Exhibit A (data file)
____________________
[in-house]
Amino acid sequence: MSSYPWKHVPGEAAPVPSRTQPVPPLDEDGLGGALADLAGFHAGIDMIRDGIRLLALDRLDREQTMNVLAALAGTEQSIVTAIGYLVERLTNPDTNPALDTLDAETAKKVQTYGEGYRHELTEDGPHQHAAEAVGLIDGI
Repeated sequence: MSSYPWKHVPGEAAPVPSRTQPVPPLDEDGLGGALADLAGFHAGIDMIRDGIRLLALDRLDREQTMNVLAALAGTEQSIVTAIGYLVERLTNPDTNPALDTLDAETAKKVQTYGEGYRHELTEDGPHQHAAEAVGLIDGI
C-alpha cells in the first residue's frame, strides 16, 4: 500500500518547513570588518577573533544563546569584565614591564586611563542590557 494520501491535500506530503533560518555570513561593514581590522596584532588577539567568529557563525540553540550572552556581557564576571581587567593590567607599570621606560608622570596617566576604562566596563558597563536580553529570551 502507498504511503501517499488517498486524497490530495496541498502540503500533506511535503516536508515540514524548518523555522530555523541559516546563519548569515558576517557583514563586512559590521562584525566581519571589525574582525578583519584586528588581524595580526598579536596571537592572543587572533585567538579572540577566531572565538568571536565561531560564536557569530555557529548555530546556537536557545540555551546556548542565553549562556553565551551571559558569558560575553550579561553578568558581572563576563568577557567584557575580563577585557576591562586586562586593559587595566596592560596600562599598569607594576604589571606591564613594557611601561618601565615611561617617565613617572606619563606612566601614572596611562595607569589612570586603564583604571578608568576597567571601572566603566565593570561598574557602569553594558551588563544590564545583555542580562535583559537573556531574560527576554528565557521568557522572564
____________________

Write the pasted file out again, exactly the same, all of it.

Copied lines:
[in-house]
Amino acid sequence: MSSYPWKHVPGEAAPVPSRTQPVPPLDEDGLGGALADLAGFHAGIDMIRDGIRLLALDRLDREQTMNVLAALAGTEQSIVTAIGYLVERLTNPDTNPALDTLDAETAKKVQTYGEGYRHELTEDGPHQHAAEAVGLIDGI
Repeated sequence: MSSYPWKHVPGEAAPVPSRTQPVPPLDEDGLGGALADLAGFHAGIDMIRDGIRLLALDRLDREQTMNVLAALAGTEQSIVTAIGYLVERLTNPDTNPALDTLDAETAKKVQTYGEGYRHELTEDGPHQHAAEAVGLIDGI
C-alpha cells in the first residue's frame, strides 16, 4: 500500500518547513570588518577573533544563546569584565614591564586611563542590557 494520501491535500506530503533560518555570513561593514581590522596584532588577539567568529557563525540553540550572552556581557564576571581587567593590567607599570621606560608622570596617566576604562566596563558597563536580553529570551 502507498504511503501517499488517498486524497490530495496541498502540503500533506511535503516536508515540514524548518523555522530555523541559516546563519548569515558576517557583514563586512559590521562584525566581519571589525574582525578583519584586528588581524595580526598579536596571537592572543587572533585567538579572540577566531572565538568571536565561531560564536557569530555557529548555530546556537536557545540555551546556548542565553549562556553565551551571559558569558560575553550579561553578568558581572563576563568577557567584557575580563577585557576591562586586562586593559587595566596592560596600562599598569607594576604589571606591564613594557611601561618601565615611561617617565613617572606619563606612566601614572596611562595607569589612570586603564583604571578608568576597567571601572566603566565593570561598574557602569553594558551588563544590564545583555542580562535583559537573556531574560527576554528565557521568557522572564